Jack had several tests in the past two weeks. On August 20th, he underwent a second emptying study, in which he is fed his formula and his digestive track is monitored to see how the formula travels through the system, and how quickly. Unfortunately, the study showed just as much reflux as was present in the initial study, and so we face an uphill battle trying to convince the doctors that all signs and symptoms of reflux under normal circumstances (when Jack is not lying flat and is not receiving all of his meal in ten minutes or less) have vanished, and so we would like to start slowly increasing the rate at which he is fed. The benefit of such an increase is that Jack will not have to sit still nearly as often at his daycare, while he is fed, which will help is emerging mobility skills.
Last week, Jack had ear tubes put in to hopefully assist his hearing and also (more importantly) to alleviate the chronic ear infections he’s been having. The procedure went well, by all accounts, and Jack isn’t showing any signs of distress following the surgery. Additionally, he charmed the pants off of everyone that he met while at the hospital. He’s become a very social guy.
Dr. Chidekel, Jack’s pulmonologist, took advantage of the fact that Jack was under anesthesia to conduct a broncoscopy, in which a scope was inserted down Jack’s nose, to look into his airway. We saw healthy, pink tissue and minimal interior scar tissue. This was great news, since it tells us that we are not looking at up-sizing the trach (we want to keep the trach small, for a variety of reasons), and it tells us that we and all 20 or so nurses who work with Jack each month have been suctioning properly, not stabbing the airway with suction catheters. Because Jack is now crawling, we have had to pay out of pocket for additional pulse-oximeter probes. We get two per week, and he’s been going through one a day. (The probes cost 25-30$ apiece, so another big thank-you to all those who have helped us financially. What a huge relief to be able to write out a check for these excess supplies when needed, rather than spending hours on the phone with he insurance company!) When we brought this problem to Dr. Chidekel, he surprised us with some fantastic news… Jack does not need to be continuously monitored by the pulse-ox! We can now begin monitoring Jack’s O2 levels periodically. The dreaded Beep-beep-beep BEEP BEEP that accompanies Jack when he stands, when he crawls, when he laughs hard or cries (in addition to when his 02 levels are low), will finally be out of our lives for most of the day, save when he’s sleeping or when we are not monitoring him directly. It took a good number of emails, but I think everyone is now on the same page with that.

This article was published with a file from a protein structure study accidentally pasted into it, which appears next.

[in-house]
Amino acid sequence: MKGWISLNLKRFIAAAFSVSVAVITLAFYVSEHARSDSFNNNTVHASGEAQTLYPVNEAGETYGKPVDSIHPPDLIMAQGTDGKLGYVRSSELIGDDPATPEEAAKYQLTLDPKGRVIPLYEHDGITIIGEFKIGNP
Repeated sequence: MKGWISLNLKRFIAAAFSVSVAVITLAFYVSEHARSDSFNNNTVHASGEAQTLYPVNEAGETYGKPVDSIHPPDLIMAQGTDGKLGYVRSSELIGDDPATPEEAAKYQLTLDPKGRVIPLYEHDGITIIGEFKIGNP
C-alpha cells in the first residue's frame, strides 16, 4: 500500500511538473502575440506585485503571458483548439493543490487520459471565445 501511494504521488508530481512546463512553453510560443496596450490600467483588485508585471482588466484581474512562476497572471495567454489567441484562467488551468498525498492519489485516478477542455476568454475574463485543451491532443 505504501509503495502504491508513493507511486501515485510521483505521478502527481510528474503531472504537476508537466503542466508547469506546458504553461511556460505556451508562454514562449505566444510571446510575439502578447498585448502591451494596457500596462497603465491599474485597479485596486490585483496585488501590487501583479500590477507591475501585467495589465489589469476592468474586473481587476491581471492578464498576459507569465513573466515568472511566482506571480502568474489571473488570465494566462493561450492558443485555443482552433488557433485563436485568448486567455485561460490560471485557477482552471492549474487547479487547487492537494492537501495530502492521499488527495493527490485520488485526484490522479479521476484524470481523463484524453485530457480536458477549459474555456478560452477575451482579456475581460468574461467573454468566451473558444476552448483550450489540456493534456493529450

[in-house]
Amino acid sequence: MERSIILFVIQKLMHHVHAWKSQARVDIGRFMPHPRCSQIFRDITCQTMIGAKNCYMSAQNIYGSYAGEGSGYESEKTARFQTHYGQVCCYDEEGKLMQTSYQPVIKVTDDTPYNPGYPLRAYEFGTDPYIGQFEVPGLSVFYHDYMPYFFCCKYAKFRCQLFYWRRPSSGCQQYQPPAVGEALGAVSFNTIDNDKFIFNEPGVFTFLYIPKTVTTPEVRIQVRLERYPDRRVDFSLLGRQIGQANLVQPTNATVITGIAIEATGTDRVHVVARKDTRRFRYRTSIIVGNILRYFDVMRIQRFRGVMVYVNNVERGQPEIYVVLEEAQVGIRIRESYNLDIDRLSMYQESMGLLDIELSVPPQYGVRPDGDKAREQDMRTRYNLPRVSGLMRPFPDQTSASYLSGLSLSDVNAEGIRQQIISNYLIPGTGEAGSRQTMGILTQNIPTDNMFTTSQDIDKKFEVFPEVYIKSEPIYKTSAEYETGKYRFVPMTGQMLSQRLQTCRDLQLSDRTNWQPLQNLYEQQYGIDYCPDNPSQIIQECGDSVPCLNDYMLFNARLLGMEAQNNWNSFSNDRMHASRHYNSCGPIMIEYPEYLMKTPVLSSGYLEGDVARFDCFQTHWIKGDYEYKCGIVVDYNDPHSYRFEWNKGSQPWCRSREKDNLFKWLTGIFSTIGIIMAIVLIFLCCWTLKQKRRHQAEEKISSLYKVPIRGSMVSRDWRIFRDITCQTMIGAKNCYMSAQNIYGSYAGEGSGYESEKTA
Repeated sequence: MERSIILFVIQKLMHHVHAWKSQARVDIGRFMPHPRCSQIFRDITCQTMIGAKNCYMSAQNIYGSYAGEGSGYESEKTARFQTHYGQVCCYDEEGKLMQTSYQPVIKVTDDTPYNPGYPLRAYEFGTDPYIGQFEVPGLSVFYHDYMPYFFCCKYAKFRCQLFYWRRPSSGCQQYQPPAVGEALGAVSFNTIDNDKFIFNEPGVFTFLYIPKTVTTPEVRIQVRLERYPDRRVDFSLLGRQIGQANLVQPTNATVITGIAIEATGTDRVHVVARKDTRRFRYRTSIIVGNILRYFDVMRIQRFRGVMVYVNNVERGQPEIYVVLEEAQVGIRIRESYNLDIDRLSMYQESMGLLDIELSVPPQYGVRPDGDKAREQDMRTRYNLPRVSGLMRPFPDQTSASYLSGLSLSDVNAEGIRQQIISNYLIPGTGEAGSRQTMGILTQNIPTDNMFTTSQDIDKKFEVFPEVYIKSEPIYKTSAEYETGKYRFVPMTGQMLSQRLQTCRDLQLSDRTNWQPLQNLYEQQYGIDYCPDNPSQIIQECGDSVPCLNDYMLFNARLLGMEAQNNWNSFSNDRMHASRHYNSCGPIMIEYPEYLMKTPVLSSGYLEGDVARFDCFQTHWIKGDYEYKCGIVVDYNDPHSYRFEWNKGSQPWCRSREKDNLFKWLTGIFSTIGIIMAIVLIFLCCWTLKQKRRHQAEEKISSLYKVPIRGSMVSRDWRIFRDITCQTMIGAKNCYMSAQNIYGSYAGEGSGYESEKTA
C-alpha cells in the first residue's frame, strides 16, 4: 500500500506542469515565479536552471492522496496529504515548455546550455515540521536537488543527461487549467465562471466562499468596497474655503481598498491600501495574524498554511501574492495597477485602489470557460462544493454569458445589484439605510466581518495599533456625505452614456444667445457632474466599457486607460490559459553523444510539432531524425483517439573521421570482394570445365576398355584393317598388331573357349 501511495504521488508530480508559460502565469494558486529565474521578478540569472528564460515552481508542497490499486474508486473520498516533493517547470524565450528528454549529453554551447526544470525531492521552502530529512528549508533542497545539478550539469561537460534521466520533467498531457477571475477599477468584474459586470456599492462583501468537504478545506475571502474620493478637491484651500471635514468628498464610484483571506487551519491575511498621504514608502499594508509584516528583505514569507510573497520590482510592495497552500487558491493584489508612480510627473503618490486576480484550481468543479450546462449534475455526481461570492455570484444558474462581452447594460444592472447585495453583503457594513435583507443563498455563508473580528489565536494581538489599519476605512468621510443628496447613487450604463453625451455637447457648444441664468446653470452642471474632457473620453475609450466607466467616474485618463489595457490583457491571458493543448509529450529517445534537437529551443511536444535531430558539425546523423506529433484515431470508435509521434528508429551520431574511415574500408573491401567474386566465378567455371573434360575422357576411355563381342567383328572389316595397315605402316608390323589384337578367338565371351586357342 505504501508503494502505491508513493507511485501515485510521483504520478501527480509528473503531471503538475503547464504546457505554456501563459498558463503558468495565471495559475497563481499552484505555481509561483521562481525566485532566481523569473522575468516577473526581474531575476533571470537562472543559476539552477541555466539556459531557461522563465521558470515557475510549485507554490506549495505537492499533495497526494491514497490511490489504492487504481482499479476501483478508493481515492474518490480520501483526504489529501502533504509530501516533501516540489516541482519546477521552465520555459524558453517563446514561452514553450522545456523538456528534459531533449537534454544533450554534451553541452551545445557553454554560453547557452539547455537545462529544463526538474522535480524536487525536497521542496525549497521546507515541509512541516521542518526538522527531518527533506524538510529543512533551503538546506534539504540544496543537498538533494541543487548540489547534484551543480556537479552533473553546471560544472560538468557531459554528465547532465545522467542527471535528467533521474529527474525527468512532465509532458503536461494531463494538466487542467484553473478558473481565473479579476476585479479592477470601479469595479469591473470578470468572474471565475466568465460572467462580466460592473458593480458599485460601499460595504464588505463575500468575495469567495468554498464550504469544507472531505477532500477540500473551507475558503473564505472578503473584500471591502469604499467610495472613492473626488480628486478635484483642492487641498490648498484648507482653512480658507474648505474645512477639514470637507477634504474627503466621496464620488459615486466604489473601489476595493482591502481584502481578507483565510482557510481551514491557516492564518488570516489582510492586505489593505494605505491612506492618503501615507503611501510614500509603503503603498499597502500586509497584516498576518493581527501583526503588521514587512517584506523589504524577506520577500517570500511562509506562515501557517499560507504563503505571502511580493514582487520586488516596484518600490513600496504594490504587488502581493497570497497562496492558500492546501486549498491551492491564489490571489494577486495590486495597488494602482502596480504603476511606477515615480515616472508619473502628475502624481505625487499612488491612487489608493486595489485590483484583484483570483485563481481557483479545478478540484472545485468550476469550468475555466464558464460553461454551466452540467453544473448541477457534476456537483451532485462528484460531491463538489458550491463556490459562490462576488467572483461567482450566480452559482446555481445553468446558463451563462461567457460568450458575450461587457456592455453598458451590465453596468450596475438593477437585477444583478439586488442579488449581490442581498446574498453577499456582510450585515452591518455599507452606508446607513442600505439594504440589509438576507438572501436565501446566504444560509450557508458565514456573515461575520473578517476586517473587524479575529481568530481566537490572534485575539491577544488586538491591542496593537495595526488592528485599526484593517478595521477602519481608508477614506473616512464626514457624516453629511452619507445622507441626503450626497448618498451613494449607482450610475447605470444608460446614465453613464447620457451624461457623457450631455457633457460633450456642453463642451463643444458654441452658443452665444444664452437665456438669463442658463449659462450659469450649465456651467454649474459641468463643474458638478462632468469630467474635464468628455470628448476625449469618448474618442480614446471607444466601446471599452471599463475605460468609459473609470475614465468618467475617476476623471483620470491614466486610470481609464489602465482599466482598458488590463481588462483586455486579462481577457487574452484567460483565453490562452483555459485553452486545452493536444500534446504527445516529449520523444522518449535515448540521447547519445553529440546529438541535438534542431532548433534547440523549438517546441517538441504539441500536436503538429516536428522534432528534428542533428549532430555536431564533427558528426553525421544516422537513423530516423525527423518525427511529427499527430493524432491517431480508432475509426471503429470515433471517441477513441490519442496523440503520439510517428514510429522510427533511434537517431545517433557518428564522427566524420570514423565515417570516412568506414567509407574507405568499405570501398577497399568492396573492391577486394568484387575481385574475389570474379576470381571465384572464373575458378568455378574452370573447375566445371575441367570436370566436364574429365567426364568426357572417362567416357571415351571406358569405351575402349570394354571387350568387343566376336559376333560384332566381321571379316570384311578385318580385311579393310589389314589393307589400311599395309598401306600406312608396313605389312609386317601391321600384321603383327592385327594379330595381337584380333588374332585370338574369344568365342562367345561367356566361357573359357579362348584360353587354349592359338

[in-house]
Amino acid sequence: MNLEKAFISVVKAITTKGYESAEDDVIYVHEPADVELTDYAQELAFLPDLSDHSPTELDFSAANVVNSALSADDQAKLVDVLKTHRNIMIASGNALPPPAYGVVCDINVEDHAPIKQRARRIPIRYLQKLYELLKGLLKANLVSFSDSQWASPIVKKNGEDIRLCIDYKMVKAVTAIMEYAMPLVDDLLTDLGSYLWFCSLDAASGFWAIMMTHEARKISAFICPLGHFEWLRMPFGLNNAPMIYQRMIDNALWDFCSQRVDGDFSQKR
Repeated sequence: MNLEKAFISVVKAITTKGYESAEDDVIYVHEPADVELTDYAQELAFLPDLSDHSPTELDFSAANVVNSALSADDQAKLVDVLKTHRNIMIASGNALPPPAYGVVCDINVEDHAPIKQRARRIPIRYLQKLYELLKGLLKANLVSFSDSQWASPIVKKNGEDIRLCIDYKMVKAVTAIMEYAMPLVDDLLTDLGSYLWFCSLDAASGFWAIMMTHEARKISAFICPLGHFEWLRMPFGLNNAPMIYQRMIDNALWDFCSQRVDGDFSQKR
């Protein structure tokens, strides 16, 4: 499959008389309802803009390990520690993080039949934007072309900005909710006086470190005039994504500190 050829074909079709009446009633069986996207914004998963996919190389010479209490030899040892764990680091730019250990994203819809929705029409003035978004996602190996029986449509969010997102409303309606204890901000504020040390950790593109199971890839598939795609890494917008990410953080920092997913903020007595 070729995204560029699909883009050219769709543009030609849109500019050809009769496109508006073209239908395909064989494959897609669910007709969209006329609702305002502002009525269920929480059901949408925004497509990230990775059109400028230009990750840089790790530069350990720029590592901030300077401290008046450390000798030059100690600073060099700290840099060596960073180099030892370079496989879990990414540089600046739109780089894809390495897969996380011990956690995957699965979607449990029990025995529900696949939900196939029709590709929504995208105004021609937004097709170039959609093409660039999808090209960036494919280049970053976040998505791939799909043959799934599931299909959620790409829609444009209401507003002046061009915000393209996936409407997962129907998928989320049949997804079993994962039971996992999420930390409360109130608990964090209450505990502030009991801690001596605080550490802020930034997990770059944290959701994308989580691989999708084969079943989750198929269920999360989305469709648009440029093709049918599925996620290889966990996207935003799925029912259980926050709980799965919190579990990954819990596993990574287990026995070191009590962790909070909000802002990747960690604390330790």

The second big news of the day related to an ABR test that was done to thoroughly examine Jack’s ability to hear. We learned that the left side (which was not impacted by the tumor) is hearing perfectly well. The right side, however, is fully deaf. Though the eardrum and cochlea are functioning properly, no signal reaches the brain stem. This is consistent with what Dr. Piatt reported to us after Jack’s surgery- that the vestibular-cochlear nerve was cut during surgery. So, we now have our official diagnosis of right-side deafness, which will help us to get Jack the proper supports in school, etc. For that I am glad.
A week from today we will be taking Jack for a visit with the plastic surgeon at Nemours to discuss Jack’s facial paralysis, and to determine if there are any cosmetic options which may help Jack have a more symmetrical smile. However, I have been noticing a lot more mobility around Jack’s right cheek and mouth, and I feel that he is doing some rewiring on his own, and may not need much help from surgeons on that one. We’ll see what they say!